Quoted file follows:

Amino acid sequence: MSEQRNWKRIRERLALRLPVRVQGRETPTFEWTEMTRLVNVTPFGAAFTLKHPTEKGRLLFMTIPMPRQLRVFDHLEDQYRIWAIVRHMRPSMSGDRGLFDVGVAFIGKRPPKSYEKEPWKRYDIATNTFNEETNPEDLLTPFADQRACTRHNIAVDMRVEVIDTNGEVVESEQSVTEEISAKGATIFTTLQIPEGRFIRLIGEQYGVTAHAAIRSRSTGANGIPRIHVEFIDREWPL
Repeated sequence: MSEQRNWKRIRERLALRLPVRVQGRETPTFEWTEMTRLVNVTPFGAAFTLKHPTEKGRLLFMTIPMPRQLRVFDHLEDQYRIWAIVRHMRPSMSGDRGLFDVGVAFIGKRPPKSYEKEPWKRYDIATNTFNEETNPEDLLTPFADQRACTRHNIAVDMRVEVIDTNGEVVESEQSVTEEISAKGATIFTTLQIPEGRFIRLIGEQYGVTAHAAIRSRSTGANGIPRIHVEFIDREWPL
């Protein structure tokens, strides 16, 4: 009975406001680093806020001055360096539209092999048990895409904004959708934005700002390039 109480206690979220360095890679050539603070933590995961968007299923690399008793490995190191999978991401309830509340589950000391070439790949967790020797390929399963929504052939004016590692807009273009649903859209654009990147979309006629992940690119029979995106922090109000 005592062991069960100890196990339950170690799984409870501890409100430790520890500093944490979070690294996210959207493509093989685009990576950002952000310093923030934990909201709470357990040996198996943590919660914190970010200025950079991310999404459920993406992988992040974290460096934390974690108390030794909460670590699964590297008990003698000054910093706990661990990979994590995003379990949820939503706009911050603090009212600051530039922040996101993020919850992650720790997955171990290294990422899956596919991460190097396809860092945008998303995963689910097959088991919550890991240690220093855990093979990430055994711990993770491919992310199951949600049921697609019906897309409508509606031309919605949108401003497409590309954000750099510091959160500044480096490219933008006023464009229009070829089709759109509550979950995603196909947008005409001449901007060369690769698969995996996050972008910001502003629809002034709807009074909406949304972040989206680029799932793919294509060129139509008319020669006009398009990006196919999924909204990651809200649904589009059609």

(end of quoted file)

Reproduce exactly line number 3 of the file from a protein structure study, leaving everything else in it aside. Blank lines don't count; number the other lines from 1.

């Protein structure tokens, strides 16, 4: 009975406001680093806020001055360096539209092999048990895409904004959708934005700002390039 109480206690979220360095890679050539603070933590995961968007299923690399008793490995190191999978991401309830509340589950000391070439790949967790020797390929399963929504052939004016590692807009273009649903859209654009990147979309006629992940690119029979995106922090109000 005592062991069960100890196990339950170690799984409870501890409100430790520890500093944490979070690294996210959207493509093989685009990576950002952000310093923030934990909201709470357990040996198996943590919660914190970010200025950079991310999404459920993406992988992040974290460096934390974690108390030794909460670590699964590297008990003698000054910093706990661990990979994590995003379990949820939503706009911050603090009212600051530039922040996101993020919850992650720790997955171990290294990422899956596919991460190097396809860092945008998303995963689910097959088991919550890991240690220093855990093979990430055994711990993770491919992310199951949600049921697609019906897309409508509606031309919605949108401003497409590309954000750099510091959160500044480096490219933008006023464009229009070829089709759109509550979950995603196909947008005409001449901007060369690769698969995996996050972008910001502003629809002034709807009074909406949304972040989206680029799932793919294509060129139509008319020669006009398009990006196919999924909204990651809200649904589009059609």